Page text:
TORONTO — A fiction author here has published a memoir about his year as a special-needs school bus driver, the Toronto Star reports.

In Precious Cargo, Craig Davidson recounts the experiences he had during the year he spent as a school bus driver for five special-needs students in middle school and high school, according to the newspaper. Davidson took the job in 2008 when he was struggling as a fiction writer. The students he drove had conditions such as cerebral palsy, autism, and Fragile X syndrome.

Over the course of the year, he listened to and befriended his passengers. Like Davidson, the students also had a passion for telling stories. He wrote down the exchanges that he had with them, working on capturing all aspects of the students’ spirit, which included funny, compassionate, and occasionally, mean-spirited episodes, according to the Toronto Star. He changed the names and identifying characteristics of the students in the book, and still keeps in touch with one of the students he met during that year.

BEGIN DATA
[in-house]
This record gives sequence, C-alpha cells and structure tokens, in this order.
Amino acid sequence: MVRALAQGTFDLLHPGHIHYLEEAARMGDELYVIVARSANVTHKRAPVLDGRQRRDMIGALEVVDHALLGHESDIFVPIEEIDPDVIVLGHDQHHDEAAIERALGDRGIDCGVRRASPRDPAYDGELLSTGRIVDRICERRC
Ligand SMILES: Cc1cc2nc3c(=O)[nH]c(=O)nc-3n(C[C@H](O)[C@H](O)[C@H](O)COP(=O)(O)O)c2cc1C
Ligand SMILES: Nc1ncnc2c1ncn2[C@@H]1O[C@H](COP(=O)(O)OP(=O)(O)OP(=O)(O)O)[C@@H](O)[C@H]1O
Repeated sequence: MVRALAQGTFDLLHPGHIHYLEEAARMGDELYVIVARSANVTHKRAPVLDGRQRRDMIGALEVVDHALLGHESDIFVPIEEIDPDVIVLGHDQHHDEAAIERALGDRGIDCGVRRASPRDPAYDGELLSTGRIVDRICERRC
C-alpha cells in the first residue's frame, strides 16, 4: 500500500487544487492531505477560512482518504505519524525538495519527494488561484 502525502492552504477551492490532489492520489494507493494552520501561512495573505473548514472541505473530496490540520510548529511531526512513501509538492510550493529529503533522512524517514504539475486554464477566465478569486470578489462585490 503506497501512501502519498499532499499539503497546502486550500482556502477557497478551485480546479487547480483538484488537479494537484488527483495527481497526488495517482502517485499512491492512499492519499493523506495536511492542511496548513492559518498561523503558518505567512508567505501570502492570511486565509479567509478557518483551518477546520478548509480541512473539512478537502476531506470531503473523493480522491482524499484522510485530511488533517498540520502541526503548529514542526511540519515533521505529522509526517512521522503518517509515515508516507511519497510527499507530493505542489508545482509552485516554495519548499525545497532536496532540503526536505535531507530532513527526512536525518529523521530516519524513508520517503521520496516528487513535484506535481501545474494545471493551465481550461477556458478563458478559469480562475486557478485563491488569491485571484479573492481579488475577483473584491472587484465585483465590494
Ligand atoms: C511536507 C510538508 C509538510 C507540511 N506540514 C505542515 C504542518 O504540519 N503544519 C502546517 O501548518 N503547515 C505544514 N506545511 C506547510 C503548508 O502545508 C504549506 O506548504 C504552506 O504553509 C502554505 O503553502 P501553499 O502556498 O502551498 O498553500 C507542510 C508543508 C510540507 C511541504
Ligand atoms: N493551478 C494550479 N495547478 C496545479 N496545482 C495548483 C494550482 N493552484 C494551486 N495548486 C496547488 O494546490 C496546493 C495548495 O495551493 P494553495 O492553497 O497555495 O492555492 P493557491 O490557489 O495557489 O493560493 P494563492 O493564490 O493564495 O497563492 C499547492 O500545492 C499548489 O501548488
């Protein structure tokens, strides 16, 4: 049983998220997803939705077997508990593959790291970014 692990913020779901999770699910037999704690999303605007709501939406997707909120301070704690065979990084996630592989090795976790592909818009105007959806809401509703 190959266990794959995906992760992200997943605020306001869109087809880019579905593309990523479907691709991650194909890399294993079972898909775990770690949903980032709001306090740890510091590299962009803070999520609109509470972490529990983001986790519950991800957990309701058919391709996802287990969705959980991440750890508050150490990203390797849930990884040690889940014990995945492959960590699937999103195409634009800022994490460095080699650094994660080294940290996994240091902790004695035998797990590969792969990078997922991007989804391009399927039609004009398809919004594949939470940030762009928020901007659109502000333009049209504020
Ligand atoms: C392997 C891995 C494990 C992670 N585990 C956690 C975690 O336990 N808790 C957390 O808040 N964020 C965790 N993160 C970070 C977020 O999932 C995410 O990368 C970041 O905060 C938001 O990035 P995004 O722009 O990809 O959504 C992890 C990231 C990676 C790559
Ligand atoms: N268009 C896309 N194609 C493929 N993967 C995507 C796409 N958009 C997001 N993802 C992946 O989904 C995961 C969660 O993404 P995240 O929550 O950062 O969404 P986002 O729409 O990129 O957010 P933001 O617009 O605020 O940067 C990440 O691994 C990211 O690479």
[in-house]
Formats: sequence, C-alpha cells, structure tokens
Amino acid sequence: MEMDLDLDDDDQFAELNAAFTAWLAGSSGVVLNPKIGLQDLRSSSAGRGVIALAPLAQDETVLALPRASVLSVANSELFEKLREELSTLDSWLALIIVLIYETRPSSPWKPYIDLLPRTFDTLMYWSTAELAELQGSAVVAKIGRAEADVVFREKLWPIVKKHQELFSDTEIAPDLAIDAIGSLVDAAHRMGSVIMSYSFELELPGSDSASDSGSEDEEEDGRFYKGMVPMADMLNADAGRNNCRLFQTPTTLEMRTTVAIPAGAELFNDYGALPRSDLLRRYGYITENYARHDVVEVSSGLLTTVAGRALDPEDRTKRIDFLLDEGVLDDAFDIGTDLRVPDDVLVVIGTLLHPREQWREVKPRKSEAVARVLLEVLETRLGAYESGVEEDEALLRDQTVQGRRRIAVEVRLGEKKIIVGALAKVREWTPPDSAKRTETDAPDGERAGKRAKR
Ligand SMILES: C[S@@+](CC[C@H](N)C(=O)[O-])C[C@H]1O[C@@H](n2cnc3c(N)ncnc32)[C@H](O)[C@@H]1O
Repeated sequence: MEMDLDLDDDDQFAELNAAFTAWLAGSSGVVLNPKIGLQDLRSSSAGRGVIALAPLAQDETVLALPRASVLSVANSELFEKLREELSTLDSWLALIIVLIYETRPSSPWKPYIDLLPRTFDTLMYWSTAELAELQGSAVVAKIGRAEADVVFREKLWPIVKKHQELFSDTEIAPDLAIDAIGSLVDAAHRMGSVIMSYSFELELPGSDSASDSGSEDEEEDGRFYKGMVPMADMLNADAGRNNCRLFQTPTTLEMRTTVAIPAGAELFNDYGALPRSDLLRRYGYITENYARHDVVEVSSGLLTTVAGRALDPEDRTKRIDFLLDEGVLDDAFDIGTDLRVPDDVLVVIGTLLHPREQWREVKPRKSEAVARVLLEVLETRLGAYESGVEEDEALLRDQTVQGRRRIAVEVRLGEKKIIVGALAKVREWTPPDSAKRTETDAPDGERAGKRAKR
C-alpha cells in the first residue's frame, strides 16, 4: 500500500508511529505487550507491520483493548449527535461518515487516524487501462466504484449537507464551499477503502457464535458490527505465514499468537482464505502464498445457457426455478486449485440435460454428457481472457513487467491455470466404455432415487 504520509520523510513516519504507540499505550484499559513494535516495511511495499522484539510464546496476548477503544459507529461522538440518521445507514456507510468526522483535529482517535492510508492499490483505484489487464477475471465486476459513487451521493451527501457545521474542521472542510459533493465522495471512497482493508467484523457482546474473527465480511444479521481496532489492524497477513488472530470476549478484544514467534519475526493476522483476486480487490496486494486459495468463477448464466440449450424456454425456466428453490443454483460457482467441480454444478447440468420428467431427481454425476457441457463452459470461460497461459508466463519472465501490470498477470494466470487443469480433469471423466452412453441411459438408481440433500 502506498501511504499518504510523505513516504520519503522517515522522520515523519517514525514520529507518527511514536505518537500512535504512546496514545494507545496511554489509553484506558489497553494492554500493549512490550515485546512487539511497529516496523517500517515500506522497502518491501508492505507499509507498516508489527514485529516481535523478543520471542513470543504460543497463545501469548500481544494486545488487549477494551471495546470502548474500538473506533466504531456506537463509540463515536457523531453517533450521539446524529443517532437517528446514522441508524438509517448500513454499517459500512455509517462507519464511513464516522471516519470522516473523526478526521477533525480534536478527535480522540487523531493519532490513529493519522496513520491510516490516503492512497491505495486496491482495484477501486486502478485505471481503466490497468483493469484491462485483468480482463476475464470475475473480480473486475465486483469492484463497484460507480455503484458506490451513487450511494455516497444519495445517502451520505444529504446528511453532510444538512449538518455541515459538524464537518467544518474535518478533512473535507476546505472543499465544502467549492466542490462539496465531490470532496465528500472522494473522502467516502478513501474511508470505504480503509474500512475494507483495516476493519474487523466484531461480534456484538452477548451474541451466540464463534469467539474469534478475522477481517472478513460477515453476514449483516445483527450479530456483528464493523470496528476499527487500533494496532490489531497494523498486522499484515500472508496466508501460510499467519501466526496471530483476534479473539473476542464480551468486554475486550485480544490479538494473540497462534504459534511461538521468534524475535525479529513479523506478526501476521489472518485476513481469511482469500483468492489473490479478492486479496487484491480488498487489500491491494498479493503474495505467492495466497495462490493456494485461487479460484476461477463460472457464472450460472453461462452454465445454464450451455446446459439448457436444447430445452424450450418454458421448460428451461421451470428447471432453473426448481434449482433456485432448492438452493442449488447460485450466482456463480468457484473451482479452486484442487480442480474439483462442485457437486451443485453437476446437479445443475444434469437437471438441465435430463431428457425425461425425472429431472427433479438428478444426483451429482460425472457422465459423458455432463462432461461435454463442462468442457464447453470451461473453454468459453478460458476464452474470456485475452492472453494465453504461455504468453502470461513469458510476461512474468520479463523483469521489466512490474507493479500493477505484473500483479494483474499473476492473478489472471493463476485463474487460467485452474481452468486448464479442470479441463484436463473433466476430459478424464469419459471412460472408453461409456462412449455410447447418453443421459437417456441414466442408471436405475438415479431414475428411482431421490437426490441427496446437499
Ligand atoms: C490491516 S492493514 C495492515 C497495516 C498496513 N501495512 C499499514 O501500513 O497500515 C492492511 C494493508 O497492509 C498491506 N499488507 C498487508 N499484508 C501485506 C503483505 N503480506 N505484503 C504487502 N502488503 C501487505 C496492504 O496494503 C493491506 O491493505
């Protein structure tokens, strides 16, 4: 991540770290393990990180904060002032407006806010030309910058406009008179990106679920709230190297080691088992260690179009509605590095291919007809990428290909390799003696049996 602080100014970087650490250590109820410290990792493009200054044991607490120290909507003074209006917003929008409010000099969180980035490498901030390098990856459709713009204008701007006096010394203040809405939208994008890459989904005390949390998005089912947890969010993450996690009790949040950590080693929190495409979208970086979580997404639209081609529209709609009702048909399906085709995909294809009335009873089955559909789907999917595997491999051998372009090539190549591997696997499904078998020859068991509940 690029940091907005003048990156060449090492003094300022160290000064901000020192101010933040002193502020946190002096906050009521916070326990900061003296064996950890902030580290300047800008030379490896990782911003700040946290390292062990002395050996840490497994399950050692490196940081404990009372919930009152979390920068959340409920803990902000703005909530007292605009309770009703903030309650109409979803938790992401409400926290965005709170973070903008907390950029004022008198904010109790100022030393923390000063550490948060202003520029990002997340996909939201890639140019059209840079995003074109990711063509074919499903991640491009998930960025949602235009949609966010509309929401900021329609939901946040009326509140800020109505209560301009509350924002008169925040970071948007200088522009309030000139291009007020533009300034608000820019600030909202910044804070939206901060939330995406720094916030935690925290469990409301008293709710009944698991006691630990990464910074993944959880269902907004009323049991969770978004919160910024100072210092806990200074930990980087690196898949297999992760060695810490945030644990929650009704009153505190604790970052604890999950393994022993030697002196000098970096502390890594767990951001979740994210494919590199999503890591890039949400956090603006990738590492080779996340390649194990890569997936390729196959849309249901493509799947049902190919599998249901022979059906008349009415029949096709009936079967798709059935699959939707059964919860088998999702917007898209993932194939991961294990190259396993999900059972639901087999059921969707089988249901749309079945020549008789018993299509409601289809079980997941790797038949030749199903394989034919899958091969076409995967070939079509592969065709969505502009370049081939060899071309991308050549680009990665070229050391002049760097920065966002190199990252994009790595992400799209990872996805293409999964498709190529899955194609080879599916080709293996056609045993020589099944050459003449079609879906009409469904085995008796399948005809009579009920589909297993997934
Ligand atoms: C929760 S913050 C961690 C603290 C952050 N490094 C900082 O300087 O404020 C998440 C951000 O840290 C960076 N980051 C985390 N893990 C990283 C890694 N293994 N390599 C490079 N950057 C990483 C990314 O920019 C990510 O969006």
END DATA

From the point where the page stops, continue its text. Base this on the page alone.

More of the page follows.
Meanwhile, he has become a very successful author over the years. His short story collection Rust and Bone was made into a film, and his novel Cataract City was shortlisted for the Scotiabank Giller Prize, the Toronto Star reports. Additionally, his next book includes another story based on an event that happened on his school bus route, which wasn’t included in Precious Cargo.

To read the full story, go here.

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